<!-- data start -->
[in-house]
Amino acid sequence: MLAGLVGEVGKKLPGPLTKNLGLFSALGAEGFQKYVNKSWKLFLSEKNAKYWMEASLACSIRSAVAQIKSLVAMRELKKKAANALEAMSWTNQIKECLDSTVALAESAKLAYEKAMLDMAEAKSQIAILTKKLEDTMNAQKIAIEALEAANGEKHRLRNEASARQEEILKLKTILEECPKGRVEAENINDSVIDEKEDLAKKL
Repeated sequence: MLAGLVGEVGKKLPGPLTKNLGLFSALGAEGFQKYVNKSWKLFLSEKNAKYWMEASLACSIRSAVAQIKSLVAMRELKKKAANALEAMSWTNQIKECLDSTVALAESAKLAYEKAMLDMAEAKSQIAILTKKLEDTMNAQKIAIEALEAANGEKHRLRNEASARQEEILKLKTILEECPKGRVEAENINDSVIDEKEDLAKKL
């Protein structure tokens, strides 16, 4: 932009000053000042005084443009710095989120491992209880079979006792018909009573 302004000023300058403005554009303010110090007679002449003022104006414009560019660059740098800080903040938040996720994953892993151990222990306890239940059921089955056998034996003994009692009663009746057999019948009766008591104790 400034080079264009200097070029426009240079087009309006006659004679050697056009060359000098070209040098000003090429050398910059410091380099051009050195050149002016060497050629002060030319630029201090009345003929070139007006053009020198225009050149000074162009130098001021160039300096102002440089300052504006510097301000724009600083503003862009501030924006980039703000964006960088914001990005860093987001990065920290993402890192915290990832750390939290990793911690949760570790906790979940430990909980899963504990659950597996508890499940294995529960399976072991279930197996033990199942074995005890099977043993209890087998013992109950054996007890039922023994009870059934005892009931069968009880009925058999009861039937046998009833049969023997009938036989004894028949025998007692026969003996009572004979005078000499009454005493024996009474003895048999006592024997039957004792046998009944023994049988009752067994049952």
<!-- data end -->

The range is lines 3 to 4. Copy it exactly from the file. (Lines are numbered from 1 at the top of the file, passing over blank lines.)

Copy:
Repeated sequence: MLAGLVGEVGKKLPGPLTKNLGLFSALGAEGFQKYVNKSWKLFLSEKNAKYWMEASLACSIRSAVAQIKSLVAMRELKKKAANALEAMSWTNQIKECLDSTVALAESAKLAYEKAMLDMAEAKSQIAILTKKLEDTMNAQKIAIEALEAANGEKHRLRNEASARQEEILKLKTILEECPKGRVEAENINDSVIDEKEDLAKKL
């Protein structure tokens, strides 16, 4: 932009000053000042005084443009710095989120491992209880079979006792018909009573 302004000023300058403005554009303010110090007679002449003022104006414009560019660059740098800080903040938040996720994953892993151990222990306890239940059921089955056998034996003994009692009663009746057999019948009766008591104790 400034080079264009200097070029426009240079087009309006006659004679050697056009060359000098070209040098000003090429050398910059410091380099051009050195050149002016060497050629002060030319630029201090009345003929070139007006053009020198225009050149000074162009130098001021160039300096102002440089300052504006510097301000724009600083503003862009501030924006980039703000964006960088914001990005860093987001990065920290993402890192915290990832750390939290990793911690949760570790906790979940430990909980899963504990659950597996508890499940294995529960399976072991279930197996033990199942074995005890099977043993209890087998013992109950054996007890039922023994009870059934005892009931069968009880009925058999009861039937046998009833049969023997009938036989004894028949025998007692026969003996009572004979005078000499009454005493024996009474003895048999006592024997039957004792046998009944023994049988009752067994049952």